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Want to know the exact German word that Freud used to refer to a psychoanalytic concept? Move your mouse over a paragraph while reading The Standard Edition of the Complete Psychological Works of Sigmund Freud and a window will emerge displaying the text in its original German version.

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Fishman, G. (1999). American Psychiatric Association. Neuropsychoanalysis, 1(1):141-142.

(1999). Neuropsychoanalysis, 1(1):141-142

American Psychiatric Association

Review by:
George Fishman, M.D.

Drew Clemens, chair of the Commission on Psychotherapy by Psychiatrists, organized a forum to take place during the American Psychiatric Association's Toronto meeting in June 1998.

Presenters at “Toward a Neurobiology of Psychotherapy” included Bernard Beitman, Barton Blinder, Glen Gabbard, and Eva Szigethy. The aims of this forum were (1) to help accelerate concurrent clinical conceptualizing of the brain and mind during psychiatric treatment and (2) to connect psychotherapy theory to brain function.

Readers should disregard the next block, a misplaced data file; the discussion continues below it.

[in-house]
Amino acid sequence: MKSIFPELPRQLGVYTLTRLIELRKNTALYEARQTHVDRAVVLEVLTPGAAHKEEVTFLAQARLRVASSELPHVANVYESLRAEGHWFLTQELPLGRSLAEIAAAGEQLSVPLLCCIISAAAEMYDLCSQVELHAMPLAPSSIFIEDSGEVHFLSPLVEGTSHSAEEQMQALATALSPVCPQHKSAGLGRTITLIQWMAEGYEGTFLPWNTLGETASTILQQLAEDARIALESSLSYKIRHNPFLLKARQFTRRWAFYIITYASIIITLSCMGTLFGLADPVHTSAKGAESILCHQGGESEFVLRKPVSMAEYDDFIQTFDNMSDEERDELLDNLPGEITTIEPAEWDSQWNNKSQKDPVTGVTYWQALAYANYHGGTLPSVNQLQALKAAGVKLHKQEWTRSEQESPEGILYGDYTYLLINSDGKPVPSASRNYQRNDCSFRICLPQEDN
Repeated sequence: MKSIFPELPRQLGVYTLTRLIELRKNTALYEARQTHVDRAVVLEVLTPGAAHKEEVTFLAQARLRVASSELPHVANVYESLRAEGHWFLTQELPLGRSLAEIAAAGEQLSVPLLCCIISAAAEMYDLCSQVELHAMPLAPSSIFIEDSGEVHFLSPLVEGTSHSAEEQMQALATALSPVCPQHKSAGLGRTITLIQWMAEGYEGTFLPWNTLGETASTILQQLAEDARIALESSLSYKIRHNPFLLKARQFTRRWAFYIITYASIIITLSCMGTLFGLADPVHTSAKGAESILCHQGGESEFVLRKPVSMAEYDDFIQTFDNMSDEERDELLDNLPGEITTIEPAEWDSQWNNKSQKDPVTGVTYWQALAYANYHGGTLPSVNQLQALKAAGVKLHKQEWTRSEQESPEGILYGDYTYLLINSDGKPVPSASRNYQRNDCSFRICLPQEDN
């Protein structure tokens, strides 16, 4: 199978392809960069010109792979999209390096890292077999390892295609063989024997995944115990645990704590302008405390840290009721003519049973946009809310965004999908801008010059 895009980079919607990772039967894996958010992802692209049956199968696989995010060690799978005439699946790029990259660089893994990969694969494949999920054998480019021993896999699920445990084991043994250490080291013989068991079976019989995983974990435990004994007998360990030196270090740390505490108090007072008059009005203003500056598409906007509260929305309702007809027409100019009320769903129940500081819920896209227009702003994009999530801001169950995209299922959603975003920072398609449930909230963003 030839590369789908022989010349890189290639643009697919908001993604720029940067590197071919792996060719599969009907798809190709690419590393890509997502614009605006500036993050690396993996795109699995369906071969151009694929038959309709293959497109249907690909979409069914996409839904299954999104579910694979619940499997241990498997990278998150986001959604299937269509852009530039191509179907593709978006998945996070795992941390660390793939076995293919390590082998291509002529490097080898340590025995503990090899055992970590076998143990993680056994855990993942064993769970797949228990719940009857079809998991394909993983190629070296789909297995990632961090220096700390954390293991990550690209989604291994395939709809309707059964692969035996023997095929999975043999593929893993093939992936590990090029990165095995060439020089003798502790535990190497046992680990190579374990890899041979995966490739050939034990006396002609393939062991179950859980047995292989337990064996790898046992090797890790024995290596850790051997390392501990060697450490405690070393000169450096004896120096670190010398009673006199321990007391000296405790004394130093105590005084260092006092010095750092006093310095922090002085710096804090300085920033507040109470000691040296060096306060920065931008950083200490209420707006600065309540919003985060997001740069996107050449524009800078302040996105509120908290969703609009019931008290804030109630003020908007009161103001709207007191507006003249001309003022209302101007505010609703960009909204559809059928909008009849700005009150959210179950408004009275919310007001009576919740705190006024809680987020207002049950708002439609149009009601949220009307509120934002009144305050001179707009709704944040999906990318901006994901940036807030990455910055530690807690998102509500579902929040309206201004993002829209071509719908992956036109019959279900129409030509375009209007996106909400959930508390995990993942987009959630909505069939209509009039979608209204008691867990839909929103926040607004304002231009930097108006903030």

The Psychoanalysis and Neuroscience Workshop of the Boston Psychoanalytic Society and Institute

Chairs: Drs. Toni Greatrex and George Fishman

The psychoanalysis and neuroscience workshop of the Boston Psychoanalytic Society and Institute held its inaugural meeting on March 24, 1998. We discussed Dr. Solms' paper, “What Is Consciousness?” (J. Amer. Psychoanal. Assn., 45:681-703) along with the many commentaries included in this issue. At our second meeting, Dr. Bonnie Smolens helped to place Dr. Solms' argument in the context of nineteenth-century German idealism, with an emphasis on the distinction between Kantian and post-Kantian philosophy. She focused on the transitions from philosophy to biology and psychology as academic disciplines responsible for the study of mind. Dr. Smolens also helped to clarify the conceptual status of “causation” in Freud's metapsychology to enable the group to have a more nuanced understanding of Dr. Solms' paper.

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